Mulch Mulch Mulch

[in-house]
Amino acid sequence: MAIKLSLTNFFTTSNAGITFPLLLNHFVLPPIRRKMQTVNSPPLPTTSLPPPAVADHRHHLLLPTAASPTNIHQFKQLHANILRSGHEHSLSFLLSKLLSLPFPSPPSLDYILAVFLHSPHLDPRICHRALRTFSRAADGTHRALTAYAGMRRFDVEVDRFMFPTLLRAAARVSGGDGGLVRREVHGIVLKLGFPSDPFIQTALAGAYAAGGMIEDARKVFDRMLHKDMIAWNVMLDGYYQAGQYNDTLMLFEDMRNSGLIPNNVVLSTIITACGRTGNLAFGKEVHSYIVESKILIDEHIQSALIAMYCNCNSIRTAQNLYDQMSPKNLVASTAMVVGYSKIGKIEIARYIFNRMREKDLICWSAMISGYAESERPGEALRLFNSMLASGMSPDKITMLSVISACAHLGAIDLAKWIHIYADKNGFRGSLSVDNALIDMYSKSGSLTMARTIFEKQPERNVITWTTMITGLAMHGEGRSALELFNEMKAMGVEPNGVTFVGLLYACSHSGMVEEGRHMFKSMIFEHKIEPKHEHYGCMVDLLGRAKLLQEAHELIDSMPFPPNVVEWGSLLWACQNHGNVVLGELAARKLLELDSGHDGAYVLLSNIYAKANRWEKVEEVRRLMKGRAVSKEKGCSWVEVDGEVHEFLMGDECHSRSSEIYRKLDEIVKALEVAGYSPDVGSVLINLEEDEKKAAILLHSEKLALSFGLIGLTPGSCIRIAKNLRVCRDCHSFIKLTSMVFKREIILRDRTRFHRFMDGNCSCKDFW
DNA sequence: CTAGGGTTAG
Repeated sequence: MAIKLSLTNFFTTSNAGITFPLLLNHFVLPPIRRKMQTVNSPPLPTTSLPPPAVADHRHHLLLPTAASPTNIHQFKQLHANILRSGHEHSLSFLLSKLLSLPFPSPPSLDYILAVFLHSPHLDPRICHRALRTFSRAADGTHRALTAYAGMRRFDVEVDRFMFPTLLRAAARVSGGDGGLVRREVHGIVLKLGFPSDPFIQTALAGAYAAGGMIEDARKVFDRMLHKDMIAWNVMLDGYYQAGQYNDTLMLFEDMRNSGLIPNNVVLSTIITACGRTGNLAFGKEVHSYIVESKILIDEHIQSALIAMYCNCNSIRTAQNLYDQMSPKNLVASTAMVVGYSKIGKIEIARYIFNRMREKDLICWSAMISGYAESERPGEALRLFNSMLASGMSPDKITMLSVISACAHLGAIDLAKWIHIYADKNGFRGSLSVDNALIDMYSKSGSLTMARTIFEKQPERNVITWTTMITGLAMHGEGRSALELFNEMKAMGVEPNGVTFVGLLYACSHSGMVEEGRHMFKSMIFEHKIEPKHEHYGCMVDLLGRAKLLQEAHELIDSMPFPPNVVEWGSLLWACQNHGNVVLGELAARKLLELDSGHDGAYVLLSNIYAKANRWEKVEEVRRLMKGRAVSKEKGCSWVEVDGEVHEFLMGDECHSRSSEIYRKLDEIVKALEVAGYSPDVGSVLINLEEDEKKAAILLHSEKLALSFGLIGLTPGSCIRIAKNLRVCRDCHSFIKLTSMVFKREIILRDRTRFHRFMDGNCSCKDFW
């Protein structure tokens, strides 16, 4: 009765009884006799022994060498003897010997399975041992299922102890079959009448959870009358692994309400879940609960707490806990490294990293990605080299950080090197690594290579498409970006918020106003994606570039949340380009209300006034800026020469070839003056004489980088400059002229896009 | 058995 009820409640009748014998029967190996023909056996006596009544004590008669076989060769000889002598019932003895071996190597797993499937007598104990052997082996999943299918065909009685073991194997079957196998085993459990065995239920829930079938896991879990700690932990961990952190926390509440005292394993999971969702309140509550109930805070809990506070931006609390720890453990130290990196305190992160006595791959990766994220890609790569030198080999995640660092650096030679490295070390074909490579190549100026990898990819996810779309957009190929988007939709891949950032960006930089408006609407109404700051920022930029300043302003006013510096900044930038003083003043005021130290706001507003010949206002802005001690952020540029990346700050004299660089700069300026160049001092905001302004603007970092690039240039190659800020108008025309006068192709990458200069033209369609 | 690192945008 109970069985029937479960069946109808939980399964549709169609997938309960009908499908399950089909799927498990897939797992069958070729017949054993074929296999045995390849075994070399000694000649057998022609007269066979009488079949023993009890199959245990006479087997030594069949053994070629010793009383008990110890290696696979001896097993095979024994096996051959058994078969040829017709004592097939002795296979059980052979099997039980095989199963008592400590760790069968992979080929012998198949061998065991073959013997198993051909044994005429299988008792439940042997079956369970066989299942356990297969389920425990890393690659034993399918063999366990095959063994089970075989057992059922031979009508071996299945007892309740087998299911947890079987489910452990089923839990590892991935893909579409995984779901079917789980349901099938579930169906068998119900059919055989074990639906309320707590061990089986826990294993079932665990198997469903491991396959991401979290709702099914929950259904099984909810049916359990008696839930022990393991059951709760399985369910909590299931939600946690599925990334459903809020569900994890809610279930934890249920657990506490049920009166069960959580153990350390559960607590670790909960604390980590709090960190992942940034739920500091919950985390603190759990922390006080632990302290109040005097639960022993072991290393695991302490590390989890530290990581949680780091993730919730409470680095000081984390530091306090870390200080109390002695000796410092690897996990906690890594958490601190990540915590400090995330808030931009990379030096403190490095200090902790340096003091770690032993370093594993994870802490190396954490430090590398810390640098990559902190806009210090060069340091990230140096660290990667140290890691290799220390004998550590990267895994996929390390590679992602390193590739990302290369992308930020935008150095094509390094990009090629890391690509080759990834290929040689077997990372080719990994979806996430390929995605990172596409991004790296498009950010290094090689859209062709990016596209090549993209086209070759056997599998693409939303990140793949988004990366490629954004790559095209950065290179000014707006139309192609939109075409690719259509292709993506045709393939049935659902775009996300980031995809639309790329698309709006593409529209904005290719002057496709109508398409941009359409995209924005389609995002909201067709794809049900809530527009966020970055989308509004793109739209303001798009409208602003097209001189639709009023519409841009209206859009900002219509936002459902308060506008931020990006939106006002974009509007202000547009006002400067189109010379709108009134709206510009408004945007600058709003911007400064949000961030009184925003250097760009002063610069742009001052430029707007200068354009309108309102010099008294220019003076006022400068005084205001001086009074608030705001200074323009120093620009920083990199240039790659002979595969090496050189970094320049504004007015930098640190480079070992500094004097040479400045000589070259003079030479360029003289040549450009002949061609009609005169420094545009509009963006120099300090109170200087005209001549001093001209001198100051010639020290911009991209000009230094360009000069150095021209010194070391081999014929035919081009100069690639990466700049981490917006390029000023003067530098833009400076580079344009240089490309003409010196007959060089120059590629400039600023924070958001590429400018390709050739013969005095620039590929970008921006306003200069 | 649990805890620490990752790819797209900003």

Why mulch? Mulch reduces water loss due to evaporation, moderates the soil temperature, suppresses weeds, and controls erosion. Also, mulch can also be used to make walkways or paths throughout your landscape. The different types of mulch are organic and inorganic. Organic mulch breaks down (decays) to provide some nutrients to the soil. However, mulch is not a replacement for fertilizer. Use about a 3” to 4” layer for this type while keeping an inch or two away from the stems to allow for air movement. The different kinds of organic mulch here in Florida are; pine bark, cypress, eucalyptus and chemically colored cypress in red or black. I prefer pine bark nuggets, which are good for the plants and really dresses the yard. For a time, loggers were tearing up our Everglades to create cypess mulch for the big box stores. I am not sure if this has completely stopped. The red colored mulch leaches the coloring dye chemical into your plants. This is not a good thing. If your area is naturally wet, or unnaturally with roof or yard drains, the layers of mulch will inhibit the soil from drying out. Some plants can actually drown during wet seasons. Also, fungi growth can be a huge problem. To reduce this problem, occasionally stir the mulch to allow it to breathe. (More on fungus in another post) Do not mulch your citrus trees (More on citrus in another post), as they are very susceptible to fungal problems. Acid loving plants thrive when oak leaves, pine needles, or peat moss is used for mulch. They are azaleas, camellias, gardenias, magnolias, hydrangea, even hibiscus and jasmine like a little acid. Mulch can be applied just about any time of the year or when trees and shrubs are being planted. The best time, to apply mulch in established bed areas is in mid-spring and oak leaves (acid) can be spread when available. Inorganic material is often used as mulch, which includes gravel, rock, or stones. This provides an aesthetically pleasing look if not overused. After all, this is not Arizona!